Considerations on Quality Metrics for Self-localization Algorithms
The demand for location awareness and, therefore, the demand for self-localization techniques is continuously increasing. As a result, a good number of systems and methods for self-localization have been developed. Almost every system described in the literature exploits specific hardware or scenario features to solve the positioning issue, e.g. by using anchor nodes, relying on distances or angles, and even focusing on quite different distances ranging from centimeters to several kilometers. In many cases, the metrics used to evaluate the localization quality have been chosen according to the scenario. In this paper, we thoroughly discuss the most frequently used metrics for evaluating the quality of self-localization techniques. According to our findings, careful handling of some commonly used metrics is strongly required. We further propose an area-based solution that is especially helpful to measure and to compare different localization systems, which only need exact localization in a local context independently from specific scenario or hardware requirements. In this paper, we try to shed light on the question how to compare those very different techniques. In particular, we suggest the use one of two attribute-independent metrics. The first one is a generalization of an already quite popular metric, the (GER), and the latter, the (AR), is a new approach based on the covered area.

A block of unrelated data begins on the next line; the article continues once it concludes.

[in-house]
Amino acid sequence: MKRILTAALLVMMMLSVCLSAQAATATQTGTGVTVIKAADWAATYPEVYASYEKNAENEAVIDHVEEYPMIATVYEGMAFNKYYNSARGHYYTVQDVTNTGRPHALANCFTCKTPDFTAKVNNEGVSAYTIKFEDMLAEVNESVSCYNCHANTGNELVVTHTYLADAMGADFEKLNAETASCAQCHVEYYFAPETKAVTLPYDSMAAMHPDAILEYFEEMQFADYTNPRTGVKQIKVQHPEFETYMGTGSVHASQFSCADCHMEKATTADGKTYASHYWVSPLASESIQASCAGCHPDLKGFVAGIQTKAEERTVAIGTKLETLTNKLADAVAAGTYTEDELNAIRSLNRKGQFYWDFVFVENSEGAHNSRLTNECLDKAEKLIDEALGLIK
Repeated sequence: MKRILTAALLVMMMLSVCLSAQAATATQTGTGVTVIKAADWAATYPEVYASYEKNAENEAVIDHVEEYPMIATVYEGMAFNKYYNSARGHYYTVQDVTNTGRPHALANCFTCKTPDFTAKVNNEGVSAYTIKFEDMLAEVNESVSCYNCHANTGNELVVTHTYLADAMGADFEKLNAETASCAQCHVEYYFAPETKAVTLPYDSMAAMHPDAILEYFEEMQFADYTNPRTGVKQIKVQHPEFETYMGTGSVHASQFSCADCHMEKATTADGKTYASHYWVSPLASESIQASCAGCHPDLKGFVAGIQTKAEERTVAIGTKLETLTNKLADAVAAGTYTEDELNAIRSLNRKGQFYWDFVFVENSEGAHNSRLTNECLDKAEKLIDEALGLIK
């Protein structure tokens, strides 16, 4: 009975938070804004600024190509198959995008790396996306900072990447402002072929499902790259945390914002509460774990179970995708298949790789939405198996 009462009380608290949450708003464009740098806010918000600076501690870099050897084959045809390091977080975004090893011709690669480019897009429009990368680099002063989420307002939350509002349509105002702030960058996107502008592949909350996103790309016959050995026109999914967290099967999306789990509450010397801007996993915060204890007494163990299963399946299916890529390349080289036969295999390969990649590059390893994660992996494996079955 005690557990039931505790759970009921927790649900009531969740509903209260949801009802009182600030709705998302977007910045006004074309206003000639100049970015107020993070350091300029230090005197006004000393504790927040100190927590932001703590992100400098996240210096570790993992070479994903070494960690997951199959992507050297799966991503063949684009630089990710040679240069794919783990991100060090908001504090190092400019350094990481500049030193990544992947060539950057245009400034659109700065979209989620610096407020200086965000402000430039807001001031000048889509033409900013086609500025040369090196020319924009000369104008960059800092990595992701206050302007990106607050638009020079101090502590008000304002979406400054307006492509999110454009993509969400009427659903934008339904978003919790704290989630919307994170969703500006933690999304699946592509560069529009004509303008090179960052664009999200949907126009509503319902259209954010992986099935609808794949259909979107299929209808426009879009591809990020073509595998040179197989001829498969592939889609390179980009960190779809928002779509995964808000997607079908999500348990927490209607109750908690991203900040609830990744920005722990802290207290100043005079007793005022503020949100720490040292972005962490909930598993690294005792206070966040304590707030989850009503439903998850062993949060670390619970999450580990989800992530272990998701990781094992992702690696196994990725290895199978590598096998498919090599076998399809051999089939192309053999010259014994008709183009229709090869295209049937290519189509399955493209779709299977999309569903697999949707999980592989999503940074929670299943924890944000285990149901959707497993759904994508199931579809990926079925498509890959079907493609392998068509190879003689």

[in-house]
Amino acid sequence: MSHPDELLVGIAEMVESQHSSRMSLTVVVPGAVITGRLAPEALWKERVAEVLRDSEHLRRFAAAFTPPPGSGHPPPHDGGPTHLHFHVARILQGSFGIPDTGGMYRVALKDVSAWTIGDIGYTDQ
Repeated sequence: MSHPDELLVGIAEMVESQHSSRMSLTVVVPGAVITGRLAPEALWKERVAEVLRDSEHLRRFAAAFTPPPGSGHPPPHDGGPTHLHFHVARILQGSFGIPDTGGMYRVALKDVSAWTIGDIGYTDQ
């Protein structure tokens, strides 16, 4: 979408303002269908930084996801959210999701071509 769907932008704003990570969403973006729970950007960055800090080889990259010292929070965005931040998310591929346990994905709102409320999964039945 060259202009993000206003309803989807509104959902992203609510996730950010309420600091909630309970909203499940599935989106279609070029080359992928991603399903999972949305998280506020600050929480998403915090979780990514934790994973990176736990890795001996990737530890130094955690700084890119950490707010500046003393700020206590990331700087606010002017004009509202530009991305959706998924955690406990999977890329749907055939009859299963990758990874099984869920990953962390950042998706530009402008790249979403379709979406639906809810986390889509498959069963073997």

KeywordsLocalization quality metrics sensor networks self-organization
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